NEW YORK (Reuters Health) – Physicians and physician trainees experience several types of patient bias and often face significant barriers to responding effectively, according to focus-group findings.
“While we did not ask about the prevalence of these encounters in this study, it was clear that everyone had a story of either directly experiencing or witnessing these encounters,” Dr. Alicia Fernandez of the University of California, San Francisco, told Reuters Health by email. “Physicians were very upset and hurt when patients discounted their training and expertise because of their ethnic or racial background or their gender.”
Dr. Fernandez and colleagues conducted focus groups with convenience samples of 11 internal-medicine hospitalist physicians, 26 internal-medicine residents and 13 medical students to evaluate the range and importance of encounters with biased patients and the barriers and facilitators to effective responses.
Demeaning behaviors by patients included explicit refusal of care, explicit or socially biased remarks, questioning the clinician’s role, nonverbal disrespect, ethnic jokes or stereotypes, assertive inquiry into participant’s ethnic background and contextually inappropriate compliments or flirtatious remarks.
Focus-group participants reported both negative and positive effects of these encounters, the team reports in JAMA Internal Medicine, online October 28. Many described emotions of anger, confusion and fear that were distracting and painful, while others reported a growth in self-efficacy from learning to respond to such encounters.
Commonly reported responses to encounters with patient biases included setting limits, avoiding confrontation by ignoring the behavior, reassigning the patient to another clinical team or switching physicians within teams, and explaining the detrimental clinical consequences of the behavior because it usually created a delay in care.
The authors describe several barriers and facilitators to addressing demeaning behavior and remarks.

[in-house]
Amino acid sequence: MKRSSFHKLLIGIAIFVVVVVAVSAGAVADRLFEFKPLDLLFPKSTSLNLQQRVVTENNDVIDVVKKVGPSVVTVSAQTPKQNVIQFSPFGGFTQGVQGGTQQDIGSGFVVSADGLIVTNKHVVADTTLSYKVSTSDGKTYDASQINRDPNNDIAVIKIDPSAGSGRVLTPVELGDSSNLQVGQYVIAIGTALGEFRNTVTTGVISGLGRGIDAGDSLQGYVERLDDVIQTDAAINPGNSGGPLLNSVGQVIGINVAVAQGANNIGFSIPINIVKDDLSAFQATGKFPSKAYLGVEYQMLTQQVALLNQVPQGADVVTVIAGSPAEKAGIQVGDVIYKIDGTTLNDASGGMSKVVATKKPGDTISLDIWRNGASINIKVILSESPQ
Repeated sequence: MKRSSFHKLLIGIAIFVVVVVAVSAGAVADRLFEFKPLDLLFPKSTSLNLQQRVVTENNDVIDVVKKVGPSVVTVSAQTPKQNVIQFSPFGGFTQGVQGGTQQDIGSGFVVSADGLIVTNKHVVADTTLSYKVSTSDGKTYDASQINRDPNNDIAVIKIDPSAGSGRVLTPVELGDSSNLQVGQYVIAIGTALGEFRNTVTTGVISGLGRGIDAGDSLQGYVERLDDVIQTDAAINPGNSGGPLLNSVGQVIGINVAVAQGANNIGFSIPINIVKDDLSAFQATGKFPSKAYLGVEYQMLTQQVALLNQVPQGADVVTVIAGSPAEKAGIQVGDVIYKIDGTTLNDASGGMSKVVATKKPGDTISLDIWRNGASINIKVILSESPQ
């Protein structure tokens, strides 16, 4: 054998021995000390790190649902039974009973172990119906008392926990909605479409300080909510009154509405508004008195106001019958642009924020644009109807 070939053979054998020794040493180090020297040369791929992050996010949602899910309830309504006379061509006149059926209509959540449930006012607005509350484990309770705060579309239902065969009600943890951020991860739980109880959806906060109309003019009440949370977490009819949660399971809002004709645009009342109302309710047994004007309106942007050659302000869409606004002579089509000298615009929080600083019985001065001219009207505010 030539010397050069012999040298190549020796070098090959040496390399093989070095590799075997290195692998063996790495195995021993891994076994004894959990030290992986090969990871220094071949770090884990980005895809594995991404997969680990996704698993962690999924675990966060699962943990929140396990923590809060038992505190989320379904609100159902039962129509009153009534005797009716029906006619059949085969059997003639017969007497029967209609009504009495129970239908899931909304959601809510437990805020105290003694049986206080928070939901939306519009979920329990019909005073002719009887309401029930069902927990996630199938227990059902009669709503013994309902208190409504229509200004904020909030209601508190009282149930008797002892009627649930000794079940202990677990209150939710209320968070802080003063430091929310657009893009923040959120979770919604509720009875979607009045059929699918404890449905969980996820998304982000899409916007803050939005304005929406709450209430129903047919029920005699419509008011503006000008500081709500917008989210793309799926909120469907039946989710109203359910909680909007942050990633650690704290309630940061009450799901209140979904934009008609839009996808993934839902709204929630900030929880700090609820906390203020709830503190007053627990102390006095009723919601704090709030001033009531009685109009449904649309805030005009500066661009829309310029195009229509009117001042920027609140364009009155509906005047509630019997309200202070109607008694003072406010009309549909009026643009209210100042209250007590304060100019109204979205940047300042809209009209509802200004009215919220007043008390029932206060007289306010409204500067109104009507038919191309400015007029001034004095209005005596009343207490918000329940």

Barriers included clinical priorities that precluded an immediate response, lack of skills or uncertainty over how to respond appropriately, lack of support from colleagues or the institution, lack of knowledge of institutional policies, the fear of being perceived as unprofessional, perceived ineffectiveness of responding, and an excessively high emotional burden associated with responding.
On the other hand, facilitators included support from colleagues or the institution, a sense of professional responsibility to others, individual ethics, role models, and recognition that the biased behavior is egregious.
“These types of incidents take many forms and can lead physicians to feel isolated and cynical, which is not good for patient care or for physician well-being,” Dr. Fernandez said. “Professional obligations to patients do not require silence about patient bias. With the support of institutional policies, it is possible to maintain a therapeutic relationship while also requesting to be treated with respect.”
“Institutions such as hospitals and health plan need to create policies about how to deal with the more egregious forms of bias, such as when patients refuse care from a physician because of her race,” she said. “But policies alone are not sufficient. For physicians to come forward when these encounters happen, the institutional culture needs to value their experience and endorse diversity and inclusion as community values.”
Dr. Lisa A. Cooper of Johns Hopkins University School of Medicine, in Baltimore, Maryland, who co-authored a linked editorial, told Reuters Health by email, “The main message I hope physicians and healthcare leaders will take away is that it is important that they should embody the change they desire to see in biased patients. They can do this by learning to recognize their own biases and stereotyping behaviors and considering what a better response might be, by taking the time to get to know all their patients (not just people who are like them) as individuals, by imagining themselves as a member of a stereotyped group, and by gaining exposure to people from diverse backgrounds.”
“I think the role of society is to become more aware of the existence and negative impact of these biases and to commit to becoming a part of the solution to these problems,” she said. “This is one of the reasons I recommend bystander anti-discrimination training for all health professionals, staff, and trainees. I think that kind of training for our society holds promise for addressing biased treatment of persons from racial and ethnic minority groups, immigrants, and sexual and religious minorities.”
Dr. Jessica Greene of Baruch College, City University of New York, recently reported that physician names can affect some patients’ selection of physicians. She told Reuters Health by email that the new “findings underscore the importance of physicians standing up for colleagues who are treated unfairly by patients. To do so effectively requires training and guidance.”
“Medical schools and continuing education need to develop trainings on how to respond to demeaning patient behavior, and hospitals should develop policies for handling these difficult situations,” said Dr. Greene, who was not involved in the new work.
SOURCE: https://bit.ly/31UCys1 and https://bit.ly/2MUF3Gy
JAMA Intern Med 2019.